This column was originally published on Sept. 10. One week later, Warren wrote a response.
Sen. Elizabeth Warren (D-Massachusetts) is quickly becoming a progressive leader, but when she took a run at former Republican Majority Leader Eric Cantor for going to work for a Wall Street firm, she was wrong.
I agree with a lot of what Warren says. In my time in Congress, I used to describe myself as a member of the fighting wing of the Democratic Party. Today, that would probably be called the Warren wing.
And honestly, I can’t think of any time I agreed with Eric Cantor. On paper, he and I have some things in common: we were elected the same year; we are both Jewish, and we both had, uh, blind spots that shortened our congressional careers. However, Cantor’s unbridled ambition led to his active support in empowering the most nihilist elements of his party and, ultimately, the creation of the most dysfunctional Congress in American history. By the time he realised being the perpetual thorn in Speaker John Boehner’s side was bad for his party and horrible for the nation, it was too late to save himself from the monsters he had created.
Still, despite my admiration for Warren and disagreements with Cantor, I think her attack on his new gig with the investment bank Moelis was off base.
In her interview with Katie Couric of Yahoo! News, Warren said Cantor’s move was exemplary of a “revolving door” between D.C. and the finance world. She also suggested it was evidence of a disturbing phenomenon where “people in government are looking for that next job.”
But is Cantor really sprinting through an unseemly “revolving door?” Well, it is a door and a lucrative one at that. But revolving? If he wants to return to politics, maybe his Wall Street connections will help him raise money for a future campaign, but fund raising has never been a problem for him. Also, going to an investment bank is probably one of the least helpful places to go because of fundraising rules that limit how much those in that industry can donate. And if the implication is that he is going to work in an industry he once regulated, well isn’t that true of literally every industry?
Warren went on to claim former politicians who go to Wall Street “head straight out into the industry, not because they bring great expertise and insight, but because they’re selling access back in to their former colleagues who are still writing policy, who are still making laws.”
Well, who wants to buy access to Members of Congress anyway? If Congress were a hotbed of lawmaking and problem solving, maybe you can argue that hiring one of their former leaders was a play at getting in that legislative pipeline. But today? Thanks to Eric Cantor, the House of Representatives is the absolute last place to turn if you wanted to accomplish something. And the law prohibits Cantor from contacting members or their staffs about legislation for a year.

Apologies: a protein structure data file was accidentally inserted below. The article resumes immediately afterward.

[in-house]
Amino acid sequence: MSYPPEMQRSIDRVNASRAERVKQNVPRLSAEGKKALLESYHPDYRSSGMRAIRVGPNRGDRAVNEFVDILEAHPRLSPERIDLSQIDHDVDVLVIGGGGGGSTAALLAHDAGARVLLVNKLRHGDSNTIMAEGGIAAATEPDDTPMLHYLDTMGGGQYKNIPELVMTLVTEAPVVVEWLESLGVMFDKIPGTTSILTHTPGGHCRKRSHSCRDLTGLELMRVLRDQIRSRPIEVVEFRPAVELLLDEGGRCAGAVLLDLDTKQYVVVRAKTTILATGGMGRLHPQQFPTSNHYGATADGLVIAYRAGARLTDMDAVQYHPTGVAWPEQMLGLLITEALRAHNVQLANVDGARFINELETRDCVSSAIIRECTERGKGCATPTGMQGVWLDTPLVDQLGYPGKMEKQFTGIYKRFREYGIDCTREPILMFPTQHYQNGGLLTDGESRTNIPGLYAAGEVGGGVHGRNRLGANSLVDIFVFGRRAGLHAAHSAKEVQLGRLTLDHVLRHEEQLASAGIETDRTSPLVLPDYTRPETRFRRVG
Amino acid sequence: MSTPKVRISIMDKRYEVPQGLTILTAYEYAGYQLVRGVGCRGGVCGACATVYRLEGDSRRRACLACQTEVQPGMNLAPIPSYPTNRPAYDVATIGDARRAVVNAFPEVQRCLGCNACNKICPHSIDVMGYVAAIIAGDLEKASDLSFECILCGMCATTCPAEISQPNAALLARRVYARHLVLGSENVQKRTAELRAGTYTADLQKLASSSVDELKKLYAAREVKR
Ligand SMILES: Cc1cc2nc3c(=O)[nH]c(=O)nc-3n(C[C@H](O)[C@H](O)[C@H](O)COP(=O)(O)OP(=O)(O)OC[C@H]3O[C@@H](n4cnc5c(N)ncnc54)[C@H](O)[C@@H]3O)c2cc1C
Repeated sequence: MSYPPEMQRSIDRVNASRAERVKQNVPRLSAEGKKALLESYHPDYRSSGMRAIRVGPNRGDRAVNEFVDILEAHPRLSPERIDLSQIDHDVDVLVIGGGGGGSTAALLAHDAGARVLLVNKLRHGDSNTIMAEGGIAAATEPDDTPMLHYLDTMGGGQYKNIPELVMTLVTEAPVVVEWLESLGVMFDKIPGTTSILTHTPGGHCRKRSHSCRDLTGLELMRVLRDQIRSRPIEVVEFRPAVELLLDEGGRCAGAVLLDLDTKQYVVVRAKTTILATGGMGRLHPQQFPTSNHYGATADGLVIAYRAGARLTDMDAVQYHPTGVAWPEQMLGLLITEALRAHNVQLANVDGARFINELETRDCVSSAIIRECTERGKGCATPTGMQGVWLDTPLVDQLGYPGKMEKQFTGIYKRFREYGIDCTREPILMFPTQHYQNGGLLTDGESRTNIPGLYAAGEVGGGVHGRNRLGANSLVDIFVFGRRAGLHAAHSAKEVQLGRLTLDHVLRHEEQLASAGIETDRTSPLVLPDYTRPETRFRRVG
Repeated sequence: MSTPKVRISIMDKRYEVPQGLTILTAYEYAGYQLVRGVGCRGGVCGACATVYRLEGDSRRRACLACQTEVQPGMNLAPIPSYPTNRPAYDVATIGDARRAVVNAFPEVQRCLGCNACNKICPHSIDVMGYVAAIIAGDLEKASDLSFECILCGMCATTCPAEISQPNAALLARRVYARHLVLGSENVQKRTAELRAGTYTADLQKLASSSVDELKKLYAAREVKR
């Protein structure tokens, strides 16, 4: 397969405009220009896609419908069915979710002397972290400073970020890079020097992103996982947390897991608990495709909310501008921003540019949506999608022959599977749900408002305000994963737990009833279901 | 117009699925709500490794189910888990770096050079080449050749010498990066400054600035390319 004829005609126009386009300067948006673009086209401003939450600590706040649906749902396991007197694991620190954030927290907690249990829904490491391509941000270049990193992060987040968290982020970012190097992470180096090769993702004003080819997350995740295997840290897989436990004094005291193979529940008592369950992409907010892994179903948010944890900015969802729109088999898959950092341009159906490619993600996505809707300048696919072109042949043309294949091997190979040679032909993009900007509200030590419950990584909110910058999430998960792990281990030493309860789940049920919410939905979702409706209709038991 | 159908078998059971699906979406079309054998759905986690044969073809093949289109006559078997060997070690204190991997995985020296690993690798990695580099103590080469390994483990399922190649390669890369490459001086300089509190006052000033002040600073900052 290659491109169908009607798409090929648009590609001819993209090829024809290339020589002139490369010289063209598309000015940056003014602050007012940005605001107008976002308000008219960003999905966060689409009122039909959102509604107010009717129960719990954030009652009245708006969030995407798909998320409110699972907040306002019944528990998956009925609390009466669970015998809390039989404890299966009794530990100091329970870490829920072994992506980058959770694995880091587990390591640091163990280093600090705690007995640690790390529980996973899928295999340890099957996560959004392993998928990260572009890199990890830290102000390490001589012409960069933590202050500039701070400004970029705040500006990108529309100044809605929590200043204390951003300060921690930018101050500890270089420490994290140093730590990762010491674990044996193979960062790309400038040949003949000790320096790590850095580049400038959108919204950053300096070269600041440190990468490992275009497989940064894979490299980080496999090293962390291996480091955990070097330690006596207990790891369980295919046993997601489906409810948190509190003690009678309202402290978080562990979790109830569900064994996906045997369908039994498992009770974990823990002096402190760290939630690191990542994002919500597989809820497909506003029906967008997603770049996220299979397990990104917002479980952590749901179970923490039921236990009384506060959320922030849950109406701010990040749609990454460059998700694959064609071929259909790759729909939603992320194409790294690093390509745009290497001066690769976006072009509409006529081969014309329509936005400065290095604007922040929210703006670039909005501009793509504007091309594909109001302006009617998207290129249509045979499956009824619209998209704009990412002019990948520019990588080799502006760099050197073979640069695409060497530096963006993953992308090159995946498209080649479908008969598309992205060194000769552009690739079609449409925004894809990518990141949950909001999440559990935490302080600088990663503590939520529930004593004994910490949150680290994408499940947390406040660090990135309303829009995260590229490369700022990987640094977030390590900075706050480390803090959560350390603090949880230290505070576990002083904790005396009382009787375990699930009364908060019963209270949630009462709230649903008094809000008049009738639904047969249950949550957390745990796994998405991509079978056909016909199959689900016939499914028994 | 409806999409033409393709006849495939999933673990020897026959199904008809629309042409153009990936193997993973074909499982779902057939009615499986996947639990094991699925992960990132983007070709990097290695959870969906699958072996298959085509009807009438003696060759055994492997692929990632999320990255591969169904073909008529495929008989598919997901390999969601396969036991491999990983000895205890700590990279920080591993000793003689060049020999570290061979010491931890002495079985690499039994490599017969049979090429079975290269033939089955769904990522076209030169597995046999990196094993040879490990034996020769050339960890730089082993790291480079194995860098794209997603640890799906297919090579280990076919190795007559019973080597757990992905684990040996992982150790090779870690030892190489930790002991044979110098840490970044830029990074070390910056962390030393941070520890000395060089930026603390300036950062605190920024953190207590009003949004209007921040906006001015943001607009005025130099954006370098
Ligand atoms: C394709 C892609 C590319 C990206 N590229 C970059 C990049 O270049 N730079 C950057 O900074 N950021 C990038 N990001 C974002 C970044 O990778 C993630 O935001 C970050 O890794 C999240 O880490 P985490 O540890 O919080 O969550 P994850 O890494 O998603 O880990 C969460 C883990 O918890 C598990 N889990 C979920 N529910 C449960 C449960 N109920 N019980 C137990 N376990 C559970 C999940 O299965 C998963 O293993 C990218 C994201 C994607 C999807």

There are lots of real reasons to be cynical about the state of politics nowadays, but Warren overshoots by making Cantor’s move seem more troublesome that it really is. She’s also wrong to question Cantor’s expertise.
In fact, Cantor does bring a ton of knowledge and insight to the table. The TV dial, lecture circuit and bookstore shelves are filled with people who are paid to try to demystify Congress and explain why things are — or more often are not — happening. It’s hard to think of a person who has more of a sense of those rhythms than a former majority leader of the House of Representatives. You don’t get that job without having a pretty deep knowledge of virtually every congressional district in the nation and understanding what animates their representatives. That alone makes Cantor more valuable than almost any of the so called “analysts” out there.
Is it really true that he has no expertise? I’m not so sure. I rarely agree with the guy, but being wrong a lot doesn’t mean he isn’t an expert on issues. As the primary traffic cop on the House floor, looking for traps in legislation — or setting them for the Democrats — is a major part of the job. Even with legions of very talented staff, members of leadership have to become pretty fluent in virtually every issue that crosses the floor.
There is a lot about Eric Cantor not to like for progressive Democrats like Elizabeth Warren and me. His positions on policy and his role as obstructionist in chief are reasons enough for us to be happy he lost. But to gild the lily of cynicism with an overblown critique of his post public life seems petty.
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